And speaking of great ways to pass the weekend...
In addition to delicious food, I also got to knock out a bunch of Netfux this weekend.
Sunday was a Myrna Loy double feature, neither of which I'd seen before. The first was Manhattan Melodrama, which I have to say earns kind of a meh. It was certainly decent, but I'm also not sure I'd need to see it again. (For the record, both movies I watched also starred Clark Gable, but he was hardly the reason I rented them. I love him in It Happened One Night, but to be honest, I can usually take him or leave him...)
The second was Wife vs. Secretary. So yeah, before you get any ideas (I mean jesus, what a great title), it's 1936. It's dated and more than minutely sexist, but it was actually pretty enjoyable. I enjoyed it more than the first one, to be honest!
And though he's barely in it, I am still going to state for the record that I just CAN. NOT. STAND. James Stewart. His very voice makes me cringe; I simply cannot endure him. I may be in the minority but I simply loathe him as an actor, sorry. I don't necessarily think he's bad, either, it's just HIM. Sorry. Ok, got that off my chest, /rantoff.
So those two were quite enjoyable, even if a little dated.
I also watched a movie that I hesitate to call a "documentary," even though it's classified as one. It was interesting enough, in a car wreck "Real World" sort of way; a little movie called American Teen. It's from 2008 and the marketing makes it pretty clear it's trying to look at the Breakfast Club stereotypes from a real school (the jock, princess, etc.).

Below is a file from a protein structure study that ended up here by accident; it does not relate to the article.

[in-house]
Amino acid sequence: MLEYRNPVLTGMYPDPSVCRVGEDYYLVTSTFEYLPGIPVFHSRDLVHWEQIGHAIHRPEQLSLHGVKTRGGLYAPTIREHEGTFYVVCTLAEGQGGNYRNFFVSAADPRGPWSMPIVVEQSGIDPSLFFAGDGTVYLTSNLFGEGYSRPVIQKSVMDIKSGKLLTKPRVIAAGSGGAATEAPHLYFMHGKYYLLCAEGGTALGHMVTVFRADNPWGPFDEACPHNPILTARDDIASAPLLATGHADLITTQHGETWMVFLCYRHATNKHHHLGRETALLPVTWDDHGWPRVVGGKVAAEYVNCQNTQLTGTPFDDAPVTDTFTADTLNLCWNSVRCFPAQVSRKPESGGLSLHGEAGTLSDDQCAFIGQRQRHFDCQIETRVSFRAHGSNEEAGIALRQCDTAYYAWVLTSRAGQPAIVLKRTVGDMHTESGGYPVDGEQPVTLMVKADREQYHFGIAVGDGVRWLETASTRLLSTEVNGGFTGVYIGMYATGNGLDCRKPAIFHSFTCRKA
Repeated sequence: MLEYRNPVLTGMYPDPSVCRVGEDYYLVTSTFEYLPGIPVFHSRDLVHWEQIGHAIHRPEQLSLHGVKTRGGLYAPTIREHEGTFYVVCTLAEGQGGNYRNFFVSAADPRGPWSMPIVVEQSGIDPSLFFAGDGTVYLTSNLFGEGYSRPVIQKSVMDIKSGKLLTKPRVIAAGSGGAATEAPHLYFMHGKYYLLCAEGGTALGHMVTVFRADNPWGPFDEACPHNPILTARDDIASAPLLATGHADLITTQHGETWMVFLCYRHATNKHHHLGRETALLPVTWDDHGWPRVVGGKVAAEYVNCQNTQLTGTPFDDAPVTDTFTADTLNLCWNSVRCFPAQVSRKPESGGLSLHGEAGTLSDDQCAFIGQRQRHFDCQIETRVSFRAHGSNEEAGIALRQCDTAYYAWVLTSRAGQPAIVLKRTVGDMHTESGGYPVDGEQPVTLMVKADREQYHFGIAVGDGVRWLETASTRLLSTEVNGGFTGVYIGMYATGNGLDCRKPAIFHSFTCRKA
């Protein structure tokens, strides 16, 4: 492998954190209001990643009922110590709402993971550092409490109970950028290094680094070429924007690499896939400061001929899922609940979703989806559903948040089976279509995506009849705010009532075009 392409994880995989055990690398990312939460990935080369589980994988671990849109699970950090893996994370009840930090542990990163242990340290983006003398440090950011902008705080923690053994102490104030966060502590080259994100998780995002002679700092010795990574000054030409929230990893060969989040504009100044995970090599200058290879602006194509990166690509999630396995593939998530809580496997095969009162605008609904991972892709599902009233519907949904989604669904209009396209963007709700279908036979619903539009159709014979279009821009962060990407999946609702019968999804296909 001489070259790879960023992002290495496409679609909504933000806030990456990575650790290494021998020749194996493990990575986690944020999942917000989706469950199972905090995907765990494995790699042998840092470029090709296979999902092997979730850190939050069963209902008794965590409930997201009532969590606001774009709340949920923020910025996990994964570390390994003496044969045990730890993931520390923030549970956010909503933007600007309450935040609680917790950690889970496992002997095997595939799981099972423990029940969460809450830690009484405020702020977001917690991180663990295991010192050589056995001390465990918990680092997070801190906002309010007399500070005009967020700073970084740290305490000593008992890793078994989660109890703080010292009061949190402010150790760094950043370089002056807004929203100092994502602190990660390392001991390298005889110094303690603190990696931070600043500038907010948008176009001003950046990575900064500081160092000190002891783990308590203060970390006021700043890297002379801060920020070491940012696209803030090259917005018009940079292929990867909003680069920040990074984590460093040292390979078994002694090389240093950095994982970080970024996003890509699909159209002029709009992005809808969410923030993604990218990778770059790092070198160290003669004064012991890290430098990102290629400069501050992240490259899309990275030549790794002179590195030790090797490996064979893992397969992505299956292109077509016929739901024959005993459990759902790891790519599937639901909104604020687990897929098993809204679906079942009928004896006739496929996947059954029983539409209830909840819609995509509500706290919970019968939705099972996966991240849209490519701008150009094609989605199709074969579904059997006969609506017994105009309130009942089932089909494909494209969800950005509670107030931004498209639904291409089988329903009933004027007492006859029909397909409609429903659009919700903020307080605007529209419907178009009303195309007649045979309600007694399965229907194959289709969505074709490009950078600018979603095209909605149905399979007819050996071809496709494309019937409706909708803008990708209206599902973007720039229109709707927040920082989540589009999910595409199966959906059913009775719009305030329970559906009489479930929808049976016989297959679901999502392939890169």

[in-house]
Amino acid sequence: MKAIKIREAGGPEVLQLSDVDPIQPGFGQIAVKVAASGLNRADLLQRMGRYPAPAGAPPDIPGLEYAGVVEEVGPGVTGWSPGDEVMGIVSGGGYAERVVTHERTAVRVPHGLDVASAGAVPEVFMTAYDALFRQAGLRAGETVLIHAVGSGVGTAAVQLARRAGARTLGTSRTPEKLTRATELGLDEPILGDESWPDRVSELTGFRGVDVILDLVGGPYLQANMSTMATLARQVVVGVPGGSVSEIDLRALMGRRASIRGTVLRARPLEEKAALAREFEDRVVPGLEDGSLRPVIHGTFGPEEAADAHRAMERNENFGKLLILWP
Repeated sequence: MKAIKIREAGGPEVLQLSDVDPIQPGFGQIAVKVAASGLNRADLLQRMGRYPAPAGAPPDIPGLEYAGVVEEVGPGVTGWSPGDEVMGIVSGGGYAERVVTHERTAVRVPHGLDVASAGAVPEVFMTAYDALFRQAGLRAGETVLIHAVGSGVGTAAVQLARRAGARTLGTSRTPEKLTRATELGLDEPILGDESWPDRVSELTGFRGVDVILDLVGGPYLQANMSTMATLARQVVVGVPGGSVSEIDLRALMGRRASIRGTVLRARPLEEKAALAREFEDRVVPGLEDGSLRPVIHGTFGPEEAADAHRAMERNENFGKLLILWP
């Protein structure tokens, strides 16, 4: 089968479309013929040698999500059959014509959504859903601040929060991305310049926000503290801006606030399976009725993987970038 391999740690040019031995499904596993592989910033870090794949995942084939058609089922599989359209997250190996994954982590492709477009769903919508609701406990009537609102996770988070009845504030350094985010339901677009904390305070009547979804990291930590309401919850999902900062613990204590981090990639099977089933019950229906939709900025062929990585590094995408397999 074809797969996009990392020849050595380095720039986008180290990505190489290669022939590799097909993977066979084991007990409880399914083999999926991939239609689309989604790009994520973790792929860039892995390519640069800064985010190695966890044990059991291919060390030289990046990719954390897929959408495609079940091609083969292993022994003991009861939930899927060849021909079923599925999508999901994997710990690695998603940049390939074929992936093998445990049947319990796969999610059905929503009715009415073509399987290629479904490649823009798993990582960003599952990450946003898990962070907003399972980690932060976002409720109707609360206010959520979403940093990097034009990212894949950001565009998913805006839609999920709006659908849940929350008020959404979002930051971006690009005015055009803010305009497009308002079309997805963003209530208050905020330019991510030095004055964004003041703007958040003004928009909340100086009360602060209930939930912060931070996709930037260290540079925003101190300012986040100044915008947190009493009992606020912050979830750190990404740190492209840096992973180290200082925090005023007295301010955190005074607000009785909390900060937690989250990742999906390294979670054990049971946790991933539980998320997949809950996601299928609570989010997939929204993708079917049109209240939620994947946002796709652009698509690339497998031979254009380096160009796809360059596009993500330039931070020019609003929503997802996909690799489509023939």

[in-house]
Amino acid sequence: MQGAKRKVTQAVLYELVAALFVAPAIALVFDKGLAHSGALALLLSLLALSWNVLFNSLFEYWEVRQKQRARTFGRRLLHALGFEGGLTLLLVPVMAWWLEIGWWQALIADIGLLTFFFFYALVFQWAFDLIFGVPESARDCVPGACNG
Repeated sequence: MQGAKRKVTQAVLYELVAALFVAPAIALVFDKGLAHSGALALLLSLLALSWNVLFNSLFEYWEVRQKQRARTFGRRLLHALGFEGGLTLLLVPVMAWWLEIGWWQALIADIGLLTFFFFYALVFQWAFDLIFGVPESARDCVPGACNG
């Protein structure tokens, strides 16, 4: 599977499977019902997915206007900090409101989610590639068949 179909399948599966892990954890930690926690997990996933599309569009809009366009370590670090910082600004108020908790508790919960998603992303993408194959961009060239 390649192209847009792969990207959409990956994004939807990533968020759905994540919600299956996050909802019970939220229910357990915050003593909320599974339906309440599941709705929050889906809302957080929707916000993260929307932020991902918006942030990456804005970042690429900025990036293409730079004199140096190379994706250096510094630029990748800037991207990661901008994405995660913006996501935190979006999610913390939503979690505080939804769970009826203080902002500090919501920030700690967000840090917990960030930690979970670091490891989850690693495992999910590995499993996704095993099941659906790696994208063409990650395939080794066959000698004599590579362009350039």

It's not to say all their situations and emotions weren't real, and each kid certainly went through everything shown in the film, I'm sure. However, the editing seriously reeks of manipulation and forced storyline. (Sad to say, this is especially true based on one kid's disappearing and reappearing acne, but also in haircuts and clothes.) The drama and sequence of events feel extremely forced, edited and contrived.
That alone really blackens it in my mind as a documentary, but additionally, the very IDEA of a documentary is to capture your subject by interfering as little as possible while shooting (because otherwise, it's not the same, you know?). And the presence of the camera is VERY MUCH felt in every moment of these people's lives and undoubtedly affects the things they do. So this should win some "Way to Bastardize What Documentaries Should Be" award, if you ask me.
And again, that itself doesn't make the final product BAD, absolutely not, it's just not what a real documentary is. The phony-shit editing is pretty offensive to me if they want to be classified as "documentary," but I could certainly respect the research, effort and film itself in another category.
Turning to a COMPLETELY different world altogether, I've gotten hooked on a Korean TV drama called "My Lovely Sam-Soon."
I never thought it was possible (all that pop drama and angst! Gah.) This one aired in the summer of 2005; it's not a TV show, it's basically a mini-series (it aired in June and July).
It focuses on a woman who is a pastry chef (and looking for love, natch), and considered "chubby" and "a spinster." (She is a little rounder than her co-stars, but she merely looks HEALTHY; also, she is 30. I'm not being biased, but BLOW ME.) Sadly, I know this could easily be the case were it set in Tokyo, so I'm assuming Seoul is no different.
The interwebs says it is basically considered the Bridget Jones of Korean TV drama.
It's cute and I want more episodes.